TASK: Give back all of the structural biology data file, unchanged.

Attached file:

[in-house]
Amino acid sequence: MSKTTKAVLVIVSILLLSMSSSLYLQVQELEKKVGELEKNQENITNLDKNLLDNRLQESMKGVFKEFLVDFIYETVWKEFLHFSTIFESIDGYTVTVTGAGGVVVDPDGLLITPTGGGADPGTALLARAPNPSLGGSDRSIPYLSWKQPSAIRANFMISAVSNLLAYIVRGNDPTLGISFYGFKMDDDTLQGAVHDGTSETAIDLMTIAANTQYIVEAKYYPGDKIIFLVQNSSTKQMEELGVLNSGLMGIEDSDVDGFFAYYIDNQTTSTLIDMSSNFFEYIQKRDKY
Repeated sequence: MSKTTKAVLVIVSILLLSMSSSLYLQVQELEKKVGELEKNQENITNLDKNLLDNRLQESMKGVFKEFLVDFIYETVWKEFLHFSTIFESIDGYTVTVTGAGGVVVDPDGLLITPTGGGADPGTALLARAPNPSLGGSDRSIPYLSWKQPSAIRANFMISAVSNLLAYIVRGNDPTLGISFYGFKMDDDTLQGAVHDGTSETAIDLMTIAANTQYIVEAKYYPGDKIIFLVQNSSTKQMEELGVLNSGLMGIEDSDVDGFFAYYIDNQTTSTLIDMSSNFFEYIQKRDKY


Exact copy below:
[in-house]
Amino acid sequence: MSKTTKAVLVIVSILLLSMSSSLYLQVQELEKKVGELEKNQENITNLDKNLLDNRLQESMKGVFKEFLVDFIYETVWKEFLHFSTIFESIDGYTVTVTGAGGVVVDPDGLLITPTGGGADPGTALLARAPNPSLGGSDRSIPYLSWKQPSAIRANFMISAVSNLLAYIVRGNDPTLGISFYGFKMDDDTLQGAVHDGTSETAIDLMTIAANTQYIVEAKYYPGDKIIFLVQNSSTKQMEELGVLNSGLMGIEDSDVDGFFAYYIDNQTTSTLIDMSSNFFEYIQKRDKY
Repeated sequence: MSKTTKAVLVIVSILLLSMSSSLYLQVQELEKKVGELEKNQENITNLDKNLLDNRLQESMKGVFKEFLVDFIYETVWKEFLHFSTIFESIDGYTVTVTGAGGVVVDPDGLLITPTGGGADPGTALLARAPNPSLGGSDRSIPYLSWKQPSAIRANFMISAVSNLLAYIVRGNDPTLGISFYGFKMDDDTLQGAVHDGTSETAIDLMTIAANTQYIVEAKYYPGDKIIFLVQNSSTKQMEELGVLNSGLMGIEDSDVDGFFAYYIDNQTTSTLIDMSSNFFEYIQKRDKY